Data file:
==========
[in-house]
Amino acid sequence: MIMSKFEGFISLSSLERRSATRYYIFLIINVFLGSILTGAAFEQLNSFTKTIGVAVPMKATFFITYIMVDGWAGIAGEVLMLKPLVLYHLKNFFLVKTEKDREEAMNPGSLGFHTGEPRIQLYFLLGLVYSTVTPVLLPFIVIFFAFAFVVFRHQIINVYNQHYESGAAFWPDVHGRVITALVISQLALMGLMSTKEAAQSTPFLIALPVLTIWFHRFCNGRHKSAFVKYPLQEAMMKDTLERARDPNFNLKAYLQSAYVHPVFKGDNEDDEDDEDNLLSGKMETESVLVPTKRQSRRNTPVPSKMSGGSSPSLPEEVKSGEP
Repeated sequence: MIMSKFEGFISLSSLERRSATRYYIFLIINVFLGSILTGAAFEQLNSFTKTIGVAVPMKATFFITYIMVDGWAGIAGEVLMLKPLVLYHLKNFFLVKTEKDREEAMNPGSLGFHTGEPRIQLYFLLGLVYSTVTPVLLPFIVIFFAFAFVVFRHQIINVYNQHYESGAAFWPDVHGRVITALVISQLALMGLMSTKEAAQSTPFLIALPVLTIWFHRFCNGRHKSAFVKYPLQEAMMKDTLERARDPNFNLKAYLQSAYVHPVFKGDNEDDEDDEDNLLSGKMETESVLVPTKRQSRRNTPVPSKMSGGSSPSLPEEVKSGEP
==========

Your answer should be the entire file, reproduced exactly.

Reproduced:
[in-house]
Amino acid sequence: MIMSKFEGFISLSSLERRSATRYYIFLIINVFLGSILTGAAFEQLNSFTKTIGVAVPMKATFFITYIMVDGWAGIAGEVLMLKPLVLYHLKNFFLVKTEKDREEAMNPGSLGFHTGEPRIQLYFLLGLVYSTVTPVLLPFIVIFFAFAFVVFRHQIINVYNQHYESGAAFWPDVHGRVITALVISQLALMGLMSTKEAAQSTPFLIALPVLTIWFHRFCNGRHKSAFVKYPLQEAMMKDTLERARDPNFNLKAYLQSAYVHPVFKGDNEDDEDDEDNLLSGKMETESVLVPTKRQSRRNTPVPSKMSGGSSPSLPEEVKSGEP
Repeated sequence: MIMSKFEGFISLSSLERRSATRYYIFLIINVFLGSILTGAAFEQLNSFTKTIGVAVPMKATFFITYIMVDGWAGIAGEVLMLKPLVLYHLKNFFLVKTEKDREEAMNPGSLGFHTGEPRIQLYFLLGLVYSTVTPVLLPFIVIFFAFAFVVFRHQIINVYNQHYESGAAFWPDVHGRVITALVISQLALMGLMSTKEAAQSTPFLIALPVLTIWFHRFCNGRHKSAFVKYPLQEAMMKDTLERARDPNFNLKAYLQSAYVHPVFKGDNEDDEDDEDNLLSGKMETESVLVPTKRQSRRNTPVPSKMSGGSSPSLPEEVKSGEP